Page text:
Monday 31 August 2015

Reviewed by Arianne: The Wanderers by Kate Ormand.

Product details:
Publisher: Sky Pony Press.
Hardcover, 320 pages.
Release date: September 1st 2015.
Rating: 4 out of 5.
Ages: 12+
Reviewed by: Arianne.

 A Unique Twist on Shape-Shifters with Fast-Paced Action, Thrilling Adventure, Mystery, and a Bit of Romance

Flo lives an eccentric life—she travels with a popular circus in which the main acts star orphaned children with secret shape-shifting abilities. Once Flo turns sixteen, she must perform, but she’s not ready. While practicing jumping a flaming hurdle in a clearing beside the circus, she spots a dark figure in the trees and fears he saw her shift. The news sends the circus into a panic.

In Flo’s world, shifters are unknown to humans with the exception of a secret organization—the EOS, referred to as “hunters.” Hunters capture and kill. They send some shifters to labs for observation and testing—testing they don’t often survive—and deem others useless, a danger to society, and eliminate them. To avoid discovery, shifters travel in packs, constantly moving and keeping themselves hidden. Up until now, the circus was the perfect disguise.

Believing she has brought attention to the group, Flo feels dread and anxiety, causing her to make a mistake during her performance in front of the audience—a mistake that triggers a violent attack from the hunters.

Flo manages to flee the torched circus grounds with Jett, the bear shifter who loves her; the annoying elephant triplets; and a bratty tiger named Pru. Together they begin a new journey, alone in a world they don’t understand and don’t know how to navigate. On the run, they unravel secrets and lies that surround the circus and their lives—secrets and lies that all point to the unthinkable: Have they been betrayed by the people they trusted most?

Quirky, exciting and packed with action, The Wanderers marks an intriguing new direction for one of UKYA’s most remarkable voices. Yet even with one foot in urban fantasy, one foot in contemporary, another in dystopia, and more still planted in action-adventure and sci-fi, this book is no beast. It’s a cleverly written and surprisingly slim story; it has just enough twists and turns to keep you reading – and a body count that could give Game of Thrones a run for its money.

If there’s anything that stands out about The Wanderers, it’s a single glittering word which holds an almost mythical power for readers and writers alike: shapeshifters. It’s such a magical, tantalising idea. It lies in the very foundations of fantasy, and is an eye-catching addition to any shelf. It’s little wonder, then, that The Wanderers was one of my most anticipated reads of 2015. 

This isn’t just any old shapeshifter story, either. It’s a race for survival with plot twists you won’t see coming, pulling together ideas that have been done before into one new and thrilling escapade. Ormand populates her take on the shapeshifter myth with a ramshackle circus, sinister betrayals and ruthless hunters; Flo’s world is a risky place to be, and readers will be hooked on this heart-pounding runaway adventure.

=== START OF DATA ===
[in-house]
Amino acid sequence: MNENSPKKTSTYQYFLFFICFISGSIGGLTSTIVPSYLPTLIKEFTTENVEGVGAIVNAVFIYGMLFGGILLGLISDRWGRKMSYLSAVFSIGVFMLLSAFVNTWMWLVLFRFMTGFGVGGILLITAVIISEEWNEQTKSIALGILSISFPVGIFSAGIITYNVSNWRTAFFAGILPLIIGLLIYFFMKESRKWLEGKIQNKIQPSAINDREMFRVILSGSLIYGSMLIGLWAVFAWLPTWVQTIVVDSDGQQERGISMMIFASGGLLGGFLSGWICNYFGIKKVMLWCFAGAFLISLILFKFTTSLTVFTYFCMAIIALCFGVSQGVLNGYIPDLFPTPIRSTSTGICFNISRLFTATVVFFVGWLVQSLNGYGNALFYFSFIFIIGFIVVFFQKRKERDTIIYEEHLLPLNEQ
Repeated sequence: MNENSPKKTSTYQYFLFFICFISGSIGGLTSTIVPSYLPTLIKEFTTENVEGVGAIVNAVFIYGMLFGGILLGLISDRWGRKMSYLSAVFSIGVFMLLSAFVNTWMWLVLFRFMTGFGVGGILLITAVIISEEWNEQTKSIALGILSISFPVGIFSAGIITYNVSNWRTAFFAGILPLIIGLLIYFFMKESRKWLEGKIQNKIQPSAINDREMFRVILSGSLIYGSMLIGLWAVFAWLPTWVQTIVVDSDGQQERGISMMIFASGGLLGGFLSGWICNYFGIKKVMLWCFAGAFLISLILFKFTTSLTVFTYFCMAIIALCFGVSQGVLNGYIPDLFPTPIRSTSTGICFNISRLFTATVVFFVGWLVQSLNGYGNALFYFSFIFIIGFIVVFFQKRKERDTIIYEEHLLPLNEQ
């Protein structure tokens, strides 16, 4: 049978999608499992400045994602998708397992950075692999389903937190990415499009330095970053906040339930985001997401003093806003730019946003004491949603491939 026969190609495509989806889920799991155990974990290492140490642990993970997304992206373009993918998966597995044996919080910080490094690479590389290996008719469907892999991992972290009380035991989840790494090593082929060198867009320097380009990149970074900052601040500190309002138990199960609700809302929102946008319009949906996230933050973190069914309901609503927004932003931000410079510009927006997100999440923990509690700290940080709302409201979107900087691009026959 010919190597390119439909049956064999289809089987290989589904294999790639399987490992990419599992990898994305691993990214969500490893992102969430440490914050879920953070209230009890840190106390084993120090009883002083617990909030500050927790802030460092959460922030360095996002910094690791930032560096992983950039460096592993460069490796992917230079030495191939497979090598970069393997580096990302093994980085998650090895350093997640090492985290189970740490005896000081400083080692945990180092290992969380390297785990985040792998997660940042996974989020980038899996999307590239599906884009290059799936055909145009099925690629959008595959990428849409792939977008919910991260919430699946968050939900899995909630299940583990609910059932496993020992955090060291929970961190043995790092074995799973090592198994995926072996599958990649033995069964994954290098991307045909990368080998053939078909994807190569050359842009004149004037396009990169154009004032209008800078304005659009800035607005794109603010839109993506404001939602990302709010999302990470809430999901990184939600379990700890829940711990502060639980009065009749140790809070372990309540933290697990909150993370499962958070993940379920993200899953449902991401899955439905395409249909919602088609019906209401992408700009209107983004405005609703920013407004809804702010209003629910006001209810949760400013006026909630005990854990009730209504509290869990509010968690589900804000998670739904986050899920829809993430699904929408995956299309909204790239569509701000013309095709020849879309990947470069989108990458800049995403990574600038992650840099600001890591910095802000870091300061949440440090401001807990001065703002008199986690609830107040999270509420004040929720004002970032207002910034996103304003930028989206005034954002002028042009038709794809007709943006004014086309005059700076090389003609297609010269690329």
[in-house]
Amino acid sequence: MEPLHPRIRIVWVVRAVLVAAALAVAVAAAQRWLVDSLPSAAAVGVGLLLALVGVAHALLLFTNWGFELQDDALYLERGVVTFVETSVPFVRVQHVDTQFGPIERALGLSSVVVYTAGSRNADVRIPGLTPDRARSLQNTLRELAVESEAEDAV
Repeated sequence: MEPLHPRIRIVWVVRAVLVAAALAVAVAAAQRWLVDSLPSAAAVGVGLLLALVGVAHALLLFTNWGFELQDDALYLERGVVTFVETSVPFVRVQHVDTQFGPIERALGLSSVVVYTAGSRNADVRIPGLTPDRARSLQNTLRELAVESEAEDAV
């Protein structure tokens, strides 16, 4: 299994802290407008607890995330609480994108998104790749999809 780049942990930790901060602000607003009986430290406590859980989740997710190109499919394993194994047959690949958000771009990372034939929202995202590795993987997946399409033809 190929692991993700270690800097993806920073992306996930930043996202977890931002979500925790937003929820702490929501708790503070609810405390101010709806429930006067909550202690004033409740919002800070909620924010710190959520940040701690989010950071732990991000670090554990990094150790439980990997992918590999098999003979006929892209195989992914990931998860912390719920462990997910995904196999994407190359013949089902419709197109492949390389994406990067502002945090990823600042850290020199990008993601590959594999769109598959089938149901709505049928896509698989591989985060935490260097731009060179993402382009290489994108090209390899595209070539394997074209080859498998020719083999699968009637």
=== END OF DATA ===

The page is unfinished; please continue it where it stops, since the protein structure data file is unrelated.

Flo can transform into a beautiful grey horse – a particularly brilliant choice as it’s not something we often see in fiction and paves the way for some thrilling action sequences – but her worries and fears are incredibly human. My favourite character by far was bear shifter Jett; wonderfully drawn and totally down to earth, his cheeriness is a great foil to Flo’s more serious side. 

Jett and Flo's romance was one of the highlights of the book for me – they’re fantastic together, and I loved the fact that they’re in an established relationship. So many YA novels focus exclusively on first love or falling in love, but what about after the happily-ever-after? Positive, diverse, long-term relationships are something I’d love to see more of it in YA, so Flo and Jett’s relationship alone earns a whole star for the book from me.

As for the menagerie of personalities and abilities in the secondary cast, you’ll find shifters of every type filling out Flo’s precarious existence: monkeys, lionesses, parrots, even a horde of tiger shifters. The characters behind them, however, are a little less memorable. The cast – whether friend or foe - is just so huge, it’s hard to keep track of them all, and even harder for any of them to make an impression. The first half of the book is quite slow, dragged down by false starts and Flo’s fears over an otherwise simple circus stunt. The book needed better world-building and more description, too, as readers are left wandering without the richness of description the tale deserves. Of course, the book’s straightforward, accessible writing style has the potential to bring in a wider audience. Unfortunately, I couldn’t help wondering if the book simply needed something more - more drama, more flair, more passion. 

The Wanderers would have made for an astonishing epic fantasy, yet we’re left with a murky mix of genres that never quite hits the high notes it’s truly capable of. I wanted it to soar and show its spirit, opening the door for an entire series of shapeshifting mayhem, all chaos and charisma, but sadly it wasn’t to be. Thankfully, there really is a lot to enjoy about the rest of the book, and I’d love to see more authors take on big, fantastical concepts like this one. If they can do it with even half the adventure The Wanderers has, the UKYA scene will be in for a treat. 

In short: Secrets and treachery abound in the dangerous world of The Wanderers, but the real heart of the book can be found in its brilliantl romance and twisting plot. It’s not perfect and didn’t deliver everything I’d hoped to find in it, but it keeps you reading and you’ll be racing to find out what happens to heroine Flo and her friends. I can’t wait to see what Kate Ormand turns her hand to next.


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